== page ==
Academic journal article
By Kettering, Ronald C.
Journal of International Business Research , Vol. 8, No. 2
Over they ears, the literature has demonstrated that the earnings of many non-US companies have been sensitive to the US dollar. Since earnings are a prime determinant of stock prices, then stock prices are also currency sensitive. All firms are exposed to foreign currency risk in today's global economy. This study takes an opposite approach to the literature and investigates the association between eight non-US currencies and US stock prices as reflected by the Dow Jones Industrial Average and the Standard and Poor's 500 Stock Index.
The results show that even though various currencies exhibit significant relationships with stock prices at times, the impact is limited. These findings suggest that many firms take an active stance in managing their currency risks.. The results also demonstrate the changing relationships of paired currencies used in this study. Positive relationships were expected when paring currencies by region. For example, one would expect the European currencies (Euro, Pound, and SSFranc) or the Asia Pacific currencies (Yen, Sing$, and Rupee) would be positively related to each other in the same region over the time periods used and this was not the case during this investigation.
The introduction of the euro in 1999 brought to the forefront the active research area of currency rate sensitivity. Early euro proponents foresaw the possibility of capital market integration that would bring a group of fragmented currencies together into a giant market of simple, less risky, cross-border transactions. The euro's initial fall and subsequent rise since its introduction along with fluctuating currencies of those countries that did not join the union has been the catalyst for the interest. There has clearly been a structural change in the financial markets as was expected.
Some companies take an active stance in managing their currency risks by using some sort of financial hedge. On the other hand, many companies chose not to hedge or to hedge only some currencies. These companies are looking for diversification benefits of being exposed to foreign currencies. Intuitively, currency movements should even out over the long run.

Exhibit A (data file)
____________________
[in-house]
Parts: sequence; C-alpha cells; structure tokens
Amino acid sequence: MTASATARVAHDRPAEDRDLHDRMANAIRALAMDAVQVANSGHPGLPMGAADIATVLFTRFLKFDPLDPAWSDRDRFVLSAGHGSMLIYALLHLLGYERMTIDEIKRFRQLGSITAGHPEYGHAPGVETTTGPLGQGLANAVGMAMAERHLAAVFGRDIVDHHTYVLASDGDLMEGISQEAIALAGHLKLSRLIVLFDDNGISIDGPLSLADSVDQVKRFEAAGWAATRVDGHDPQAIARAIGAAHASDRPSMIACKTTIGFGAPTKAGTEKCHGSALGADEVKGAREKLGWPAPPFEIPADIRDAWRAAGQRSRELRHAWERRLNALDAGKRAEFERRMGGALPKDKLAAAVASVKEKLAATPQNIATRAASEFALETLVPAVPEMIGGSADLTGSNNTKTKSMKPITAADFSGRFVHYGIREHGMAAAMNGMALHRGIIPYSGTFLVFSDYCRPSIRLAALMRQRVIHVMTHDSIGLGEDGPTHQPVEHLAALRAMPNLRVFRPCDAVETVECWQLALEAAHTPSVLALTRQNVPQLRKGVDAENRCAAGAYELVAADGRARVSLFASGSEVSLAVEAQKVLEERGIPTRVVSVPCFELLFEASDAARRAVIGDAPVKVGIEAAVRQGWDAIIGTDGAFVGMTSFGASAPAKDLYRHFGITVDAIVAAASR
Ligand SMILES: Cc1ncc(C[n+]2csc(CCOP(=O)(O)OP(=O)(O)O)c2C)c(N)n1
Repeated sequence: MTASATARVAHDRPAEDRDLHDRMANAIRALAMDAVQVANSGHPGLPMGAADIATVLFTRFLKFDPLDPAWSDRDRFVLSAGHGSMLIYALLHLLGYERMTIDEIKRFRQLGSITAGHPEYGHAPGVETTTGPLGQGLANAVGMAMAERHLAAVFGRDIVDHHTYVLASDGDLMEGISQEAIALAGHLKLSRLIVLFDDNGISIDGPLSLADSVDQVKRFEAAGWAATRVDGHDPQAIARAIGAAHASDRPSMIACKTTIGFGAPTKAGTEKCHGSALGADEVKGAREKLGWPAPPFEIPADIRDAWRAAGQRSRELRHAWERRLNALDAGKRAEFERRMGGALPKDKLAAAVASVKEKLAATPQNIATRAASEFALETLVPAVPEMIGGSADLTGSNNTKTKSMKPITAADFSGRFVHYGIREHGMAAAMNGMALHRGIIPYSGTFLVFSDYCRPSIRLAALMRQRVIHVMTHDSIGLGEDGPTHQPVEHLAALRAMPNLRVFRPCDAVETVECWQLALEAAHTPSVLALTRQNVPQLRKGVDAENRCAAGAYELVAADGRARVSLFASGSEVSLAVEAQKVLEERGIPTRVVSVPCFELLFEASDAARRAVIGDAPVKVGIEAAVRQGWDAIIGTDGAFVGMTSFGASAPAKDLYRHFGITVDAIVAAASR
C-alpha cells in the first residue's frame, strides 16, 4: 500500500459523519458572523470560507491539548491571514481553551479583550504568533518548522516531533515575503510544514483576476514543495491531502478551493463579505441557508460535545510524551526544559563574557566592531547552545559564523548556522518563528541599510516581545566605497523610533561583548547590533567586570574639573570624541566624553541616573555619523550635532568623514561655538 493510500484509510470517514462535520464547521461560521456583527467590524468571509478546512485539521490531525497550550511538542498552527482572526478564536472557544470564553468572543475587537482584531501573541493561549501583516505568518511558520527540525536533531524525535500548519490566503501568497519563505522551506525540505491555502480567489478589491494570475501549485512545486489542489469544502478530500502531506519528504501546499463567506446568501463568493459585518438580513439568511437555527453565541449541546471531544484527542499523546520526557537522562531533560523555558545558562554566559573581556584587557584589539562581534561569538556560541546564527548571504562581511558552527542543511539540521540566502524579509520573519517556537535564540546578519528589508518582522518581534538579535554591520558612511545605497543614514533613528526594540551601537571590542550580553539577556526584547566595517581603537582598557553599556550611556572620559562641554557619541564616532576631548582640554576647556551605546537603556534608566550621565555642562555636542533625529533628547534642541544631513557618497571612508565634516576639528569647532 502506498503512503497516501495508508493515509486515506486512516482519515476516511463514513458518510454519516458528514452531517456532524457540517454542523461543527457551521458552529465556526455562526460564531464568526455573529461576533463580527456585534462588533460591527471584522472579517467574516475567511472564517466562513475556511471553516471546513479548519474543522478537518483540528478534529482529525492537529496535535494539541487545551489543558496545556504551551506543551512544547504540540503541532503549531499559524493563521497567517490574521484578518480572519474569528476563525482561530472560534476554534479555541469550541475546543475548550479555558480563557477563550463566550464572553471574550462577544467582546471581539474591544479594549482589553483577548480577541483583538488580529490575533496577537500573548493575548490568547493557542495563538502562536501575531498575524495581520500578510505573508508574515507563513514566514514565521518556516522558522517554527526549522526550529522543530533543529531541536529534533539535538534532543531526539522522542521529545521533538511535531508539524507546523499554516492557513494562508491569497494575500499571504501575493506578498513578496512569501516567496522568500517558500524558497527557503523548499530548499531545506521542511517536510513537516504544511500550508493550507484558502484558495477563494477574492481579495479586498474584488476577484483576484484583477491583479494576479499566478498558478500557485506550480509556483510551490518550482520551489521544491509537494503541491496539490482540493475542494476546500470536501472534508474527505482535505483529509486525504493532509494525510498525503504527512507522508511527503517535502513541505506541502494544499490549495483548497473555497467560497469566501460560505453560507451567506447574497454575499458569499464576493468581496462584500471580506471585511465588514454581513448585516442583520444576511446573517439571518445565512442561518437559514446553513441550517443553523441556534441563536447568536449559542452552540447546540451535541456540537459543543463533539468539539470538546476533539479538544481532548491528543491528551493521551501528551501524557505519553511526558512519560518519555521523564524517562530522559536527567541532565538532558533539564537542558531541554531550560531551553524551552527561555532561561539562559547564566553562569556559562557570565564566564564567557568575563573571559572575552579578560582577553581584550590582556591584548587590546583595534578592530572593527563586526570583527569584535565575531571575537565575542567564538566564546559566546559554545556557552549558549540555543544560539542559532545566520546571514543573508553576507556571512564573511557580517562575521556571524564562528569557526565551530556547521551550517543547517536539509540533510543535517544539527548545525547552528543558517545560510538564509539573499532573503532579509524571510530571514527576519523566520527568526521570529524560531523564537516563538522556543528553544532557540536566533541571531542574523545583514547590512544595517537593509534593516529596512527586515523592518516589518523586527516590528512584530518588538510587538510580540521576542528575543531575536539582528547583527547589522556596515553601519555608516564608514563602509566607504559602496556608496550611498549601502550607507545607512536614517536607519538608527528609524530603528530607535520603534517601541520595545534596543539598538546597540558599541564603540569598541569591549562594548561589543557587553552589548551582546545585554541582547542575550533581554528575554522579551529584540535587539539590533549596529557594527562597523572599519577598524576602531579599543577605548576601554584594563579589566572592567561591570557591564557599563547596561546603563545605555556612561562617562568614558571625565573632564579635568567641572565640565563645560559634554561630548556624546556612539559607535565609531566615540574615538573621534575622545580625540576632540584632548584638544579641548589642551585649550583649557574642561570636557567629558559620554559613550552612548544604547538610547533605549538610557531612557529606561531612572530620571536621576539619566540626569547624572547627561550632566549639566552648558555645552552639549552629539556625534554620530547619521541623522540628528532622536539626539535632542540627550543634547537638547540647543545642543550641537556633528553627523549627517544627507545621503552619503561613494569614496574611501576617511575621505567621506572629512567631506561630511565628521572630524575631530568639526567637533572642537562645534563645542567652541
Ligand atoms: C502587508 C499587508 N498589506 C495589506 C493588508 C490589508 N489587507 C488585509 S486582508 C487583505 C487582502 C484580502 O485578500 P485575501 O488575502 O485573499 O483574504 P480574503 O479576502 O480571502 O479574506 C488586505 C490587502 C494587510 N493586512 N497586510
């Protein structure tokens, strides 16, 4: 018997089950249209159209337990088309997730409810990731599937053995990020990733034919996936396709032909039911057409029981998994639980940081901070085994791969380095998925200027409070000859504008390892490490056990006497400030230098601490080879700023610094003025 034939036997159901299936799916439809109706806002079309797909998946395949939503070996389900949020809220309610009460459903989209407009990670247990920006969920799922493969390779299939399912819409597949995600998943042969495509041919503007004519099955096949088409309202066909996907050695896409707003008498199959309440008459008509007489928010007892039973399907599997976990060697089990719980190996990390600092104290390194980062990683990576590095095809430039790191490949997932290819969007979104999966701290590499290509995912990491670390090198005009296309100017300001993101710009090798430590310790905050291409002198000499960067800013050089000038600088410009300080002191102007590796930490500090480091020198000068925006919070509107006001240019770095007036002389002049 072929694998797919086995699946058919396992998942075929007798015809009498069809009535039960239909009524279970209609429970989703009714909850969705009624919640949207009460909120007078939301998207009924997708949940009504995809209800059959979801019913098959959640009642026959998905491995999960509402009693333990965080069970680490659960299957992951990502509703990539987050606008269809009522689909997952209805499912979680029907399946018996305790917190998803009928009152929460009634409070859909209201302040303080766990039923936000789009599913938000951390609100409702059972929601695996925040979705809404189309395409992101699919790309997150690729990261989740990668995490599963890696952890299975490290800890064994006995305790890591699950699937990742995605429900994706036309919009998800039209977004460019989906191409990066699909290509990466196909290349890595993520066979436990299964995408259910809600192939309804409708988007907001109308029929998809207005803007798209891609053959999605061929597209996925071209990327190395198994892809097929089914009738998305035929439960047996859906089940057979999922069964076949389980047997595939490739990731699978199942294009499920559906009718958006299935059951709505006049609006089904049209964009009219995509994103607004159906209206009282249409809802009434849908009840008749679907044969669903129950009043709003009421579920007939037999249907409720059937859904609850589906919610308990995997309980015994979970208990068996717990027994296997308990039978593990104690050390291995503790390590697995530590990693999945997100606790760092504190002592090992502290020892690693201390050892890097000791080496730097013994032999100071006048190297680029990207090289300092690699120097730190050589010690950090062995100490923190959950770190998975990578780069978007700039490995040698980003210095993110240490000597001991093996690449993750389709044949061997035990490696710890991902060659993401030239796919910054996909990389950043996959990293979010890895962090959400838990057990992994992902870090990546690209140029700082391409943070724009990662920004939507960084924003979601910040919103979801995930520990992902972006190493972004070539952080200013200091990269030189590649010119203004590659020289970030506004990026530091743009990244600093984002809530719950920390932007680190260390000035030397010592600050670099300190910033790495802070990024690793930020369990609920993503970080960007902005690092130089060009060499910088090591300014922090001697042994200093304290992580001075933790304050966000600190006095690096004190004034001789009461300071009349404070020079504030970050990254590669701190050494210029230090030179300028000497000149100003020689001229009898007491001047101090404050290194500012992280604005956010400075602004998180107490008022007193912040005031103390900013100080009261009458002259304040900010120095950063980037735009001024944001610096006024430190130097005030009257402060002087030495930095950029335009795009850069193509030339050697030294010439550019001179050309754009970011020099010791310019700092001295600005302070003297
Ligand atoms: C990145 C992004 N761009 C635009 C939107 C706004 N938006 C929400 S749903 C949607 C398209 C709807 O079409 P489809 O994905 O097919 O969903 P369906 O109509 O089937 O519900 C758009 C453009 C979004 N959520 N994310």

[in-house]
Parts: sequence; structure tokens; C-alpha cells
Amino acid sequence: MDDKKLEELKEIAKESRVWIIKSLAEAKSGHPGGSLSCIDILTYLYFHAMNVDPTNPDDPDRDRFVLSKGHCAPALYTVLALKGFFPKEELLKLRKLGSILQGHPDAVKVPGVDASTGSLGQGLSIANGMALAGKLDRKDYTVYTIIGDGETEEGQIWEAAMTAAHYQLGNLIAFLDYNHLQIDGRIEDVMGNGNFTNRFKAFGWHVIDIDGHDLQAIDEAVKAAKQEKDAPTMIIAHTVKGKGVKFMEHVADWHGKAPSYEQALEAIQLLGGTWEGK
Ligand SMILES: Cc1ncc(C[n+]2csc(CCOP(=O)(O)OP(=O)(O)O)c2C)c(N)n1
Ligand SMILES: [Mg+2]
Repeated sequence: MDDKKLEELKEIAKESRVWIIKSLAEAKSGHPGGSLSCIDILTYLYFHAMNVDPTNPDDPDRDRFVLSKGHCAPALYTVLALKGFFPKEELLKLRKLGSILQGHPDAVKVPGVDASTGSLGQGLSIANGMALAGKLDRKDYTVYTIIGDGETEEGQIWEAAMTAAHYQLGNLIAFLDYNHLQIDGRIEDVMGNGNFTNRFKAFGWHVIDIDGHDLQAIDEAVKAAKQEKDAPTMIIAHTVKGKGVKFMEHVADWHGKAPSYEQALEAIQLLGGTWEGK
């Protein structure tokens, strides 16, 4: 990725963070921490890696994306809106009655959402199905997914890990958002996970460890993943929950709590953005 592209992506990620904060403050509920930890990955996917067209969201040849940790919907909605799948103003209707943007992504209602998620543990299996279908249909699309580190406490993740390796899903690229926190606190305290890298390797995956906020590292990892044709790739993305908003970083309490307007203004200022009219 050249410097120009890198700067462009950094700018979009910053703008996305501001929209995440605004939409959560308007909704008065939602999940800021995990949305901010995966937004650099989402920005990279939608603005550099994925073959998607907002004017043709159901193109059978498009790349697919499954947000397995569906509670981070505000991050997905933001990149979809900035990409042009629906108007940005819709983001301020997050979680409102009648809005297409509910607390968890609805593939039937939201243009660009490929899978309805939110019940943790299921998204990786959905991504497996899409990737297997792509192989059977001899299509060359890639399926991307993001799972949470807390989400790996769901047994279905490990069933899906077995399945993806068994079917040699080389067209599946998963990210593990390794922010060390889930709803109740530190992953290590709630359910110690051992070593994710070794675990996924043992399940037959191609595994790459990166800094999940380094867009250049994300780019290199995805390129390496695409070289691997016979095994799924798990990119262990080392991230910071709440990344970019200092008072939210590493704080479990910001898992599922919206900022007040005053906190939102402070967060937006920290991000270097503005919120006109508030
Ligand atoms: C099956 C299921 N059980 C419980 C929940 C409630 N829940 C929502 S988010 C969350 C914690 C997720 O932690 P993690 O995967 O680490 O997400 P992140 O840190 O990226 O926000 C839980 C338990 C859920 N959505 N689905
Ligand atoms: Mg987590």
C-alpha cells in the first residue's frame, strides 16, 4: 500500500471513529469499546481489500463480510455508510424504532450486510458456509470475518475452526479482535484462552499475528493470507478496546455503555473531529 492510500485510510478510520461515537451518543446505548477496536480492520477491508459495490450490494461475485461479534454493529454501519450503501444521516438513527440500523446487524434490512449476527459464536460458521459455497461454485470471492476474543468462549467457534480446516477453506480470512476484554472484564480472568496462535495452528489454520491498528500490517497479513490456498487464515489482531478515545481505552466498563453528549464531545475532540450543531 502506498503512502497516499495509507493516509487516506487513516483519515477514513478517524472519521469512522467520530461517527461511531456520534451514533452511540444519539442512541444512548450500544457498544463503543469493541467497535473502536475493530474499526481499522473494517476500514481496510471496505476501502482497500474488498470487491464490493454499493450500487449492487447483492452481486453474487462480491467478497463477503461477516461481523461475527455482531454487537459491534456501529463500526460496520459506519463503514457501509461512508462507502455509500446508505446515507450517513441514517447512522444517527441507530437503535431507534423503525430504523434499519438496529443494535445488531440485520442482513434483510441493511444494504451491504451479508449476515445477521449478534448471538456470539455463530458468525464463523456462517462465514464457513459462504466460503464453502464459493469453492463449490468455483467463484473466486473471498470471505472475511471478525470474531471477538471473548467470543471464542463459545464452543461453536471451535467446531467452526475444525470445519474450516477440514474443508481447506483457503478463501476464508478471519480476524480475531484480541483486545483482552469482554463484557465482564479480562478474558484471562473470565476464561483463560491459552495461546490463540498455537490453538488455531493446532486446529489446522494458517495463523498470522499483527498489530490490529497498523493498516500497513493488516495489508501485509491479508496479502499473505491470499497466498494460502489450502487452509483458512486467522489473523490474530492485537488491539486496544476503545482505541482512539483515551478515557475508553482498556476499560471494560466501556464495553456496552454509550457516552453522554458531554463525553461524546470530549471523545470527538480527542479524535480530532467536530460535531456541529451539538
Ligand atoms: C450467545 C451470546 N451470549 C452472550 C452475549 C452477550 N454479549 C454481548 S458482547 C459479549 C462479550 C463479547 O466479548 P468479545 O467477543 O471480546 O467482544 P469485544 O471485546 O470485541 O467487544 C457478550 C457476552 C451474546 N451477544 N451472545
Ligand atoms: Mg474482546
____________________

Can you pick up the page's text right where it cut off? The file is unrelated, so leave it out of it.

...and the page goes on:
In today's global economy, all firms are exposed to foreign currency risk whether in an accounting or economic sense. Exchange rate changes are thought by many to be a major source of financial uncertainty since currencies influence a firm's asset and liability values, as well as profitability. In turn, profitability affects cash flows and stock prices for those firms that have not adopted or taken an active stance in managing currency risks.
A particular exchange rate regime also affects the behavior of all economic variables which, in turn, leads to uncertainty across all stock markets. Investors seek the highest return with the lowest risk and when investing in foreign countries, they face currency risk. Recent literature has concentrated on how the euro or other non-US currencies affect respective foreign markets. Taking an opposite view, this study investigates the effect of eight foreign currencies, one of which is the euro, upon US stock prices. Results will provide insight towards possible higher returns for investors as well as international portfolio risk aversion.
A review of the literature indicates that there has been considerable research seeking significant relationships between currency rates and stock returns. These interactions cover domestic markets (Jorion, 1990), international (Friberg & Nydahl, 1999), and emerging markets (Vaziri, 2003; Beer & Vaziri, 2004).
Early empirical currency research by (Adler & Dumas, 1984; Jorion, 1990) focused on the individual company's currency exposure by observing changes between a firm's price change and the US dollar. They found that the concept of exposure is arbitrary in the sense that stock prices and exchange rates are determined jointly. …